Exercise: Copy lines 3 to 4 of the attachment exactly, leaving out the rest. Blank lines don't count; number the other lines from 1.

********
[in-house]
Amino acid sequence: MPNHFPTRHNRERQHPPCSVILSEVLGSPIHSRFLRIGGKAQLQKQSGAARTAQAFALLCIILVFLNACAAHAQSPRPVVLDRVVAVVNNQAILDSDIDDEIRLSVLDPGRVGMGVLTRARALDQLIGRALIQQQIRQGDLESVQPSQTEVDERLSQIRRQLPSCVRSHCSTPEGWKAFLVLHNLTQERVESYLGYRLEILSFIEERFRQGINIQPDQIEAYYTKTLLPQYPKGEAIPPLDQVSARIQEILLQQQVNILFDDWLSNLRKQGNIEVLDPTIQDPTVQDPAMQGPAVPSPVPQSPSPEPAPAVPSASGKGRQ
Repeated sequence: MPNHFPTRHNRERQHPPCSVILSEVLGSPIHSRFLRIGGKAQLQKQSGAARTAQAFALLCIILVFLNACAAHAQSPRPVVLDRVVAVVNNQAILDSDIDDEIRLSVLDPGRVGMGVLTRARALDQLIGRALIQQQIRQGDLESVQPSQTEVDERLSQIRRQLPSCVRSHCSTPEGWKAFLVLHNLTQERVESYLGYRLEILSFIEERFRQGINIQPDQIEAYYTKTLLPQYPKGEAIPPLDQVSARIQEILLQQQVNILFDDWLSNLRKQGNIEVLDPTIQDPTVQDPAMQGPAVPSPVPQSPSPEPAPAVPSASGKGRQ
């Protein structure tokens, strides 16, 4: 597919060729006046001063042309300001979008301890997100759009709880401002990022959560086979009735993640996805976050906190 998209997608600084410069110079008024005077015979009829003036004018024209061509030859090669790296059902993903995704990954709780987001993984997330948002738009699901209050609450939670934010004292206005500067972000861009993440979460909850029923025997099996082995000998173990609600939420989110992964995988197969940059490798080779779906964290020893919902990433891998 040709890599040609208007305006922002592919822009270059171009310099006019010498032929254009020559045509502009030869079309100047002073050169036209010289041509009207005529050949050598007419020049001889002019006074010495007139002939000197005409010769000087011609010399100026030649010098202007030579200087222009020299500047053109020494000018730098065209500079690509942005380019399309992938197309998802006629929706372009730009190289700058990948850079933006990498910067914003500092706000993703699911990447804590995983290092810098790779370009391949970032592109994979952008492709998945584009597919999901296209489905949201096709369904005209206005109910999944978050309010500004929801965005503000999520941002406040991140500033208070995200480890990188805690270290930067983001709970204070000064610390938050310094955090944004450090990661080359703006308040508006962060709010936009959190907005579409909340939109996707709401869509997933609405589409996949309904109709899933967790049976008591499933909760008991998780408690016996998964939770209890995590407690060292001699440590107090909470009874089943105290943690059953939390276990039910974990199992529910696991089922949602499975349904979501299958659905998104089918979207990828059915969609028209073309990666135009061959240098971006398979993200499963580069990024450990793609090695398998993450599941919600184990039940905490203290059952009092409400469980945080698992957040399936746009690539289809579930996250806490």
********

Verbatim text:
Repeated sequence: MPNHFPTRHNRERQHPPCSVILSEVLGSPIHSRFLRIGGKAQLQKQSGAARTAQAFALLCIILVFLNACAAHAQSPRPVVLDRVVAVVNNQAILDSDIDDEIRLSVLDPGRVGMGVLTRARALDQLIGRALIQQQIRQGDLESVQPSQTEVDERLSQIRRQLPSCVRSHCSTPEGWKAFLVLHNLTQERVESYLGYRLEILSFIEERFRQGINIQPDQIEAYYTKTLLPQYPKGEAIPPLDQVSARIQEILLQQQVNILFDDWLSNLRKQGNIEVLDPTIQDPTVQDPAMQGPAVPSPVPQSPSPEPAPAVPSASGKGRQ
């Protein structure tokens, strides 16, 4: 597919060729006046001063042309300001979008301890997100759009709880401002990022959560086979009735993640996805976050906190 998209997608600084410069110079008024005077015979009829003036004018024209061509030859090669790296059902993903995704990954709780987001993984997330948002738009699901209050609450939670934010004292206005500067972000861009993440979460909850029923025997099996082995000998173990609600939420989110992964995988197969940059490798080779779906964290020893919902990433891998 040709890599040609208007305006922002592919822009270059171009310099006019010498032929254009020559045509502009030869079309100047002073050169036209010289041509009207005529050949050598007419020049001889002019006074010495007139002939000197005409010769000087011609010399100026030649010098202007030579200087222009020299500047053109020494000018730098065209500079690509942005380019399309992938197309998802006629929706372009730009190289700058990948850079933006990498910067914003500092706000993703699911990447804590995983290092810098790779370009391949970032592109994979952008492709998945584009597919999901296209489905949201096709369904005209206005109910999944978050309010500004929801965005503000999520941002406040991140500033208070995200480890990188805690270290930067983001709970204070000064610390938050310094955090944004450090990661080359703006308040508006962060709010936009959190907005579409909340939109996707709401869509997933609405589409996949309904109709899933967790049976008591499933909760008991998780408690016996998964939770209890995590407690060292001699440590107090909470009874089943105290943690059953939390276990039910974990199992529910696991089922949602499975349904979501299958659905998104089918979207990828059915969609028209073309990666135009061959240098971006398979993200499963580069990024450990793609090695398998993450599941919600184990039940905490203290059952009092409400469980945080698992957040399936746009690539289809579930996250806490």